Louis Vuitton’s traveling exhibit “Volez, Voguez, Voyagez” finally arrives in New York City after stops in Paris’ Grand Palais, Tokyo and Seoul. The French fashion house’s unofficial tagline is “the art of travel,” so it’s only tting that it planned a travel-themed journey with multiple exhibition dates around the world. The expansive show takes up two floors of the former New York Stock Exchange and features Louis Vuitton monogrammed trunks, artist collaborations, articles and photos from the archives and more, all curated by historian Olivier Saillard.
The exhibition, which opened October 28, takes guests through the history of Louis Vuitton from 1854 to the present with a whimsical display in 10 chapters. The idea formed when Saillard was approached by Bernard Arnault, chairman and chief executive officer of LVMH.
“The idea came from Bernard Arnault himself, who expressed to me his wish to organize a major retrospective at the Grand Palais dedicated
to the house of Louis Vuitton,” says Saillard. “He suggested that I might like to curate it and gave me carte blanche. I was very attracted to the idea, especially as I had reached a point in my career of some 110 exhibitions about fashion. I was a little tired of dresses, and the idea of being able to work around the trunk, an almost architectural object, pleased me greatly.”
After six months of researching the archives, Saillard proposed a traditional exhibition that would give the public insight into the history of the house, beginning with founder Louis Vuitton, who left his parents’ home in the Jura region of France at age 13 to work as a trunk maker in Paris.
“I would like them to feel as if they’re watching a film, to have doubts about the reality of what they have seen,” Saillard explains. “Truth can often be stranger than action. If we wrote a screenplay today with a 13-year-old boy leaving his family to walk to Paris, people would say it was completely unrealistic.”
Saillard enlisted Robert Carsen as artistic director and set designer of the exhibit. “An exhibition should be like a journey in which the visitors want not only to learn but also to be inspired and touched,” says Carsen. “My challenge is not just to develop the right visual support for what the curator has chosen to present, but also to help him develop and transmit his ideas and thoughts. Olivier had already conceived the different chapters of the exhibition which have remained mostly the same, but I hope that we have succeeded in creating a journey through the world of Louis Vuitton that will allow the public to dream and be inspired, while also remaining precise in terms of the exhibition’s museography.”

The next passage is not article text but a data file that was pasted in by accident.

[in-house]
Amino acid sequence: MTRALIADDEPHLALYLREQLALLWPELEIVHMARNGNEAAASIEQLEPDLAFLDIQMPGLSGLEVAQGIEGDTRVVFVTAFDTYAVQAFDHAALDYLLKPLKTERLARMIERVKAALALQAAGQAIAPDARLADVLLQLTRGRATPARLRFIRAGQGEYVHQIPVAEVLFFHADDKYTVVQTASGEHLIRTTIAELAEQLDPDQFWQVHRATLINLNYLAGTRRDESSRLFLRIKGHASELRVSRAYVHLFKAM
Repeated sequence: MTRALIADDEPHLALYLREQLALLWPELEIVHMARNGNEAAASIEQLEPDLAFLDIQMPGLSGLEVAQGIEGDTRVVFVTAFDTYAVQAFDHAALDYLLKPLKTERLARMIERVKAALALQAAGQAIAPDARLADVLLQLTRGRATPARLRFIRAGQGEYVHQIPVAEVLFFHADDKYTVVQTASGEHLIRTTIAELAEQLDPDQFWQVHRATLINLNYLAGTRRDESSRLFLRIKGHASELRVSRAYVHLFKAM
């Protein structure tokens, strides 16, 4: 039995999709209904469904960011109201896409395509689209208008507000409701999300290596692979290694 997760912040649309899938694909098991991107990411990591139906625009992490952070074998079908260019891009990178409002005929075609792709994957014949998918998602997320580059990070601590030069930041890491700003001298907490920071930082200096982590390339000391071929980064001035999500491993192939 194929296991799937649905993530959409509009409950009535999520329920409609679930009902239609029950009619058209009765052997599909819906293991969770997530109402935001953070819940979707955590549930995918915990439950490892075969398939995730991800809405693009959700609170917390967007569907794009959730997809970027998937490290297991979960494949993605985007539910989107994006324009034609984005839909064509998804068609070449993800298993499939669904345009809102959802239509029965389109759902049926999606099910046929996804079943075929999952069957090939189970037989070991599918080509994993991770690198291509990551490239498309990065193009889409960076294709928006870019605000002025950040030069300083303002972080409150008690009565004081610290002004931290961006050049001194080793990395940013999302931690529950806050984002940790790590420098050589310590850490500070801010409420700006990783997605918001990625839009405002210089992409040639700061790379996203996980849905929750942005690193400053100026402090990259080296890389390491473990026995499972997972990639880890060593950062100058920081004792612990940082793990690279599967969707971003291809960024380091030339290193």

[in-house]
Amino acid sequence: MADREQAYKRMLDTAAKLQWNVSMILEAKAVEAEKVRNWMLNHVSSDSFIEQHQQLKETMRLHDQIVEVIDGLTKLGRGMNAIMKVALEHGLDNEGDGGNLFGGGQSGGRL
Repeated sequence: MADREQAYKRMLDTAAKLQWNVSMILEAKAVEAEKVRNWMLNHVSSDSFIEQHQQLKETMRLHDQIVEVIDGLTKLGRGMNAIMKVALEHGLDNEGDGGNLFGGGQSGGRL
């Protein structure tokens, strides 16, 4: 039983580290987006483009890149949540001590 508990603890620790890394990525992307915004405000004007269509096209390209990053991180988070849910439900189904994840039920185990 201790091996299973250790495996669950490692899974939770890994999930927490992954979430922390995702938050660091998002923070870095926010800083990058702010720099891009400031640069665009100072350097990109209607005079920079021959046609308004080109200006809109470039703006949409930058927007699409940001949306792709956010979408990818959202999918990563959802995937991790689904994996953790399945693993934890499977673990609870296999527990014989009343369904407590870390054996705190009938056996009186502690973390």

Those who see the exhibit will surely get a better understanding of the history of Maison Louis Vuitton, while also witnessing the innovative transformation and risks the brand has taken. Connecting the modest past with the Louis Vuitton of tomorrow is ever-apparent in this gorgeous display.
The exhibit opens with the wood room showing the earliest trunks, including the rst trunk from 1886, and the start of monogramming at the house, which began in 1896.
“I wanted to recreate the feeling of a foreman’s o ce by constructing it entirely from panelled wood, so that one would be aware of the smell and the feel of that natural material,” Carsen explains.
There are three categories: automobiles, train travel and celebrities. For example, the automobile room contains a 1916 cobalt-blue monogram car trunk, as well as early advertisements from the brand, including an American Vogue ad from 1924. Other articles include awards that Vuitton won at various fairs throughout the world, as well as client cards from Hubert Givenchy, Christian Dior and Yves Saint Laurent.
Also on exhibit are never-before-seen objects and documents from the Louis Vuitton heritage archives and select articles from the Palais Galliera and the Musée de la Mode de la Ville de Paris. Leather goods collaborations with iconic artists such as Jeff Koons, Takashi Murakami, Vivienne Westwood and Frank Gehry are another highlight as are famous out ts worn by celebrities.
“In the section devoted to celebrity clients such as Greta Garbo or Lauren Bacall, I wanted a very glamorous 1930s feel, with the diamond-shaped padding and chromed brass tacks [the malletage] that exist inside a Vuitton trunk,” Carsen says.
Saillard and Carsen’s collaboration was bound to be a perfect match. The latter’s whimsical set design brought Saillard’s poignant performance art to life by nding ways to infuse the static nature of these articles with a sense of life and joy. The two created the idea of always moving or always dreaming, hence the title Volez, Voguez, Voyagez.
Head to 86 Trinity Place, New York to see the exhibit through January 7, 2018. Admission is free.